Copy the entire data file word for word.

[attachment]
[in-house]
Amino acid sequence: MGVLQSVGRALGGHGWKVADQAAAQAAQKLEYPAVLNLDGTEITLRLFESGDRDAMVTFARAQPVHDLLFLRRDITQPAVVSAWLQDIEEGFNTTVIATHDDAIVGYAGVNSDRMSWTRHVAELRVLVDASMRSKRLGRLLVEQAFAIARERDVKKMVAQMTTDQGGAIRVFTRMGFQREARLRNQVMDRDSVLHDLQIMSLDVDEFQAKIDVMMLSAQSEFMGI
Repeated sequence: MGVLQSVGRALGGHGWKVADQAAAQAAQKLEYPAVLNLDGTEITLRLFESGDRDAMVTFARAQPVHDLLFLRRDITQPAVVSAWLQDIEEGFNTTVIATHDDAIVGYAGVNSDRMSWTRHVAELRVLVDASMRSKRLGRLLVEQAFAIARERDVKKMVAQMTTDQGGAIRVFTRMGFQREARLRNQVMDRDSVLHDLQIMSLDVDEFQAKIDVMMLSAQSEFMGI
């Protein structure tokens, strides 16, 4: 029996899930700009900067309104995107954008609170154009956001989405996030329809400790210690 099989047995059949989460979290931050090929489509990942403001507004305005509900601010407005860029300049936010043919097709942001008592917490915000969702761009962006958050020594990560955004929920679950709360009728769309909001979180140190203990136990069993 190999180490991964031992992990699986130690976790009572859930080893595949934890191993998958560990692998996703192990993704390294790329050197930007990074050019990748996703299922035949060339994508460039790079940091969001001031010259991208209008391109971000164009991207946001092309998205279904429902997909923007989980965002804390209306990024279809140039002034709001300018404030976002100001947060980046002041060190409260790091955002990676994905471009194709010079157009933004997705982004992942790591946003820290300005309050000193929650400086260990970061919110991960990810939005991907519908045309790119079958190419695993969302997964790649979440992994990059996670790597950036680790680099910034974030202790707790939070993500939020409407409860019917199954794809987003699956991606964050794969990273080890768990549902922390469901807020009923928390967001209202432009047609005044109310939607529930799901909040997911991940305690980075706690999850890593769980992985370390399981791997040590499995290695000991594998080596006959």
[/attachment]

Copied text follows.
[in-house]
Amino acid sequence: MGVLQSVGRALGGHGWKVADQAAAQAAQKLEYPAVLNLDGTEITLRLFESGDRDAMVTFARAQPVHDLLFLRRDITQPAVVSAWLQDIEEGFNTTVIATHDDAIVGYAGVNSDRMSWTRHVAELRVLVDASMRSKRLGRLLVEQAFAIARERDVKKMVAQMTTDQGGAIRVFTRMGFQREARLRNQVMDRDSVLHDLQIMSLDVDEFQAKIDVMMLSAQSEFMGI
Repeated sequence: MGVLQSVGRALGGHGWKVADQAAAQAAQKLEYPAVLNLDGTEITLRLFESGDRDAMVTFARAQPVHDLLFLRRDITQPAVVSAWLQDIEEGFNTTVIATHDDAIVGYAGVNSDRMSWTRHVAELRVLVDASMRSKRLGRLLVEQAFAIARERDVKKMVAQMTTDQGGAIRVFTRMGFQREARLRNQVMDRDSVLHDLQIMSLDVDEFQAKIDVMMLSAQSEFMGI
């Protein structure tokens, strides 16, 4: 029996899930700009900067309104995107954008609170154009956001989405996030329809400790210690 099989047995059949989460979290931050090929489509990942403001507004305005509900601010407005860029300049936010043919097709942001008592917490915000969702761009962006958050020594990560955004929920679950709360009728769309909001979180140190203990136990069993 190999180490991964031992992990699986130690976790009572859930080893595949934890191993998958560990692998996703192990993704390294790329050197930007990074050019990748996703299922035949060339994508460039790079940091969001001031010259991208209008391109971000164009991207946001092309998205279904429902997909923007989980965002804390209306990024279809140039002034709001300018404030976002100001947060980046002041060190409260790091955002990676994905471009194709010079157009933004997705982004992942790591946003820290300005309050000193929650400086260990970061919110991960990810939005991907519908045309790119079958190419695993969302997964790649979440992994990059996670790597950036680790680099910034974030202790707790939070993500939020409407409860019917199954794809987003699956991606964050794969990273080890768990549902922390469901807020009923928390967001209202432009047609005044109310939607529930799901909040997911991940305690980075706690999850890593769980992985370390399981791997040590499995290695000991594998080596006959």